The Paradox of Censorship

Censorship imposed on one sector of society by another is an act of the first group’s taking away freedoms that belong to the second group, regardless of the first group’s intent.

Censorship is perpetrated by persons, organizations, committees who have seen, heard, read information they don’t like or approve of, and so set a standard for others. While anyone is free to share an opinion, including cautionary warnings, I resent anyone else making such a decision in my behalf, deciding what it is that they know about that I should not. I’m capable of making such decisions for myself, and I believe the standard I set for myself will likely be higher than the one being set for me by self-appointed watchdogs.

The overriding point is that someone else has seen something and has decided that I (and others) should not.

The tradeoff for freedom of access is the risk of exposing oneself to that which may be overwhelmingly difficult to avoid influencing us negatively. If censors prevent (for instance) child pornography from appearing on the Internet, which they try but are unable to do, then I will never see it; this is fine in itself, because I hope never to have that horrible experience. If such material is present — and it is — there is always a chance one might stumble across some in complete innocence.

The world would be a much better place if people would behave themselves and not propagate information that is repugnant; but laws that limit free choice by individuals are untenable, repugnant in their own way. In contrast, if I apply sieves (literal or abstract) to my own environment, whether by leaving the TV off, not going to the movies, being discreetly selective about what I choose to read, avoiding likely trouble spots, enabling restrictive options in Google searches, adding powerful filters to my incoming email so that spam and messages from known jerks are blasted automatically to the iconoclastic infindebulum, all of which I actually do, it’s my choice and right and even my moral obligation to do so. Just because badness exists does not mean that I must encounter and experience it first hand. But I cannot exercise my moral prerogative or righteous indignation toward what is bad if someone else has prevented me from doing so.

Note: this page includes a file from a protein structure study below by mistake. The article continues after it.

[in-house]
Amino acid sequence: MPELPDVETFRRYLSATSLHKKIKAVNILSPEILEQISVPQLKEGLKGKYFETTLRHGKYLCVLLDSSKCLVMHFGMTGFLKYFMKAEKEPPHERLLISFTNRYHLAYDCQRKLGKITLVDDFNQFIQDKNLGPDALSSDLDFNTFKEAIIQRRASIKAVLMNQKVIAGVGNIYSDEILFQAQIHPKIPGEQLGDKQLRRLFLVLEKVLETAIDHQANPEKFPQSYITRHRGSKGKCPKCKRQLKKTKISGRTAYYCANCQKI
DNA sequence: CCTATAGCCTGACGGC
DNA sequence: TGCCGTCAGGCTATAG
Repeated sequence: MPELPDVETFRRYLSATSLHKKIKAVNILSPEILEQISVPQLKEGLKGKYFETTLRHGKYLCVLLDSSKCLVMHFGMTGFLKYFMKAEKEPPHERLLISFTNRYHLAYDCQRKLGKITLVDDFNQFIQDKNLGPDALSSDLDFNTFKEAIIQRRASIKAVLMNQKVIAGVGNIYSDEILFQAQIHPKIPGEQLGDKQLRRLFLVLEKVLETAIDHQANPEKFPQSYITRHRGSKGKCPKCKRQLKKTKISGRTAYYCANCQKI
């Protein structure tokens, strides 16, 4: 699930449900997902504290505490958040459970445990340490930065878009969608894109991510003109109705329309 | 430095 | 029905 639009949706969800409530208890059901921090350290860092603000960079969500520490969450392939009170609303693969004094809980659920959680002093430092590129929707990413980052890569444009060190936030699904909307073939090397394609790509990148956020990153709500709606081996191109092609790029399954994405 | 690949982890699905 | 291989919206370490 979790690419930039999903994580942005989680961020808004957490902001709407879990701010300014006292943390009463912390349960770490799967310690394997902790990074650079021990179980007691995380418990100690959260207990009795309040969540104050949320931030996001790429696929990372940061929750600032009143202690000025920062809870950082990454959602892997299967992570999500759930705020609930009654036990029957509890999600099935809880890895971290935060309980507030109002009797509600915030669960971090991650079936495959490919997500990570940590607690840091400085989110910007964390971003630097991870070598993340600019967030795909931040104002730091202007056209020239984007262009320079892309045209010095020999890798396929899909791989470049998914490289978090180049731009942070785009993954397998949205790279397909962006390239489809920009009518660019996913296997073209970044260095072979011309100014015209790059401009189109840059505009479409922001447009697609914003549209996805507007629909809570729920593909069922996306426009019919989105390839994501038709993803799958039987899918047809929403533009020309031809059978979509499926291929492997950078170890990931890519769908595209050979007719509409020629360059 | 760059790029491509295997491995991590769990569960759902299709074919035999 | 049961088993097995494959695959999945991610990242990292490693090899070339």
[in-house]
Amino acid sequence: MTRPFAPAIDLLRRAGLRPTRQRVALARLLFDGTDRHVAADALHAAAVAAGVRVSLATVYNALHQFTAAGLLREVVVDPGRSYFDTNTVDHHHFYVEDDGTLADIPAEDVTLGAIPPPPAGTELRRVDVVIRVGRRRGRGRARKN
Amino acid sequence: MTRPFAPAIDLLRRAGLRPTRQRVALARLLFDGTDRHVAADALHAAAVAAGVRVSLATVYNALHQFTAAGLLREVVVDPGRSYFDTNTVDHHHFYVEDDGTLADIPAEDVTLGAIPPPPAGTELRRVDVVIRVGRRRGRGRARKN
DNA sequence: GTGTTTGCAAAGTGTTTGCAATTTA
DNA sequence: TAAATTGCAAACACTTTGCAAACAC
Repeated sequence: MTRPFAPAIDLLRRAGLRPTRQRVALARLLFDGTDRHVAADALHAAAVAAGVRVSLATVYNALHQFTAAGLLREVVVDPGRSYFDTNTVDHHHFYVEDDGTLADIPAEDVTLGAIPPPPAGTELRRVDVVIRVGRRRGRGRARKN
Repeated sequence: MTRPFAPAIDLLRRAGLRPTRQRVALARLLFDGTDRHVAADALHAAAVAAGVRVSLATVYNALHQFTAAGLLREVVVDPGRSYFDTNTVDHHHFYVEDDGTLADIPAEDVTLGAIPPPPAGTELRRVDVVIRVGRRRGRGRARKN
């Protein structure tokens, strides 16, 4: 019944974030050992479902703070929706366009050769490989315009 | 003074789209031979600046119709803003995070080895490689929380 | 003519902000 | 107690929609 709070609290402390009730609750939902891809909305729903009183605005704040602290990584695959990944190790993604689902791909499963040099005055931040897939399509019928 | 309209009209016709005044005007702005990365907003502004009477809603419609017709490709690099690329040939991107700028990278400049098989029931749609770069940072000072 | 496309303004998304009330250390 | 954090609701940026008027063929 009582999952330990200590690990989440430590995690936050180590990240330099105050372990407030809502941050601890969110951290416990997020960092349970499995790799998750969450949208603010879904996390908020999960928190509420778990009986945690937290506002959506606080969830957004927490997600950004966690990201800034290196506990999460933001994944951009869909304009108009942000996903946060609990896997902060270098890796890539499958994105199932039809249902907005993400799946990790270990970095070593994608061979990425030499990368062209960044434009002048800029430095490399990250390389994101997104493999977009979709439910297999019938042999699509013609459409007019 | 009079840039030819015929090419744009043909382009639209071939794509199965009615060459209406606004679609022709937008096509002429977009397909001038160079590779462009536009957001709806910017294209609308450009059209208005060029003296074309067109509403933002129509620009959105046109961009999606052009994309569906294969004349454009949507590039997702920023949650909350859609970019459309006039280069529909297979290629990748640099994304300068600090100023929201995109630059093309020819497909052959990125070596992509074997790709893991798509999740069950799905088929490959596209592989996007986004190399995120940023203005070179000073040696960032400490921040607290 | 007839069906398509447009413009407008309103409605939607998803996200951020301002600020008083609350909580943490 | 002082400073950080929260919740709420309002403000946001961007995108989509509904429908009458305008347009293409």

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About Lynn

o Writer and Editor o Computer Technologist o Composer o Ultrarunner
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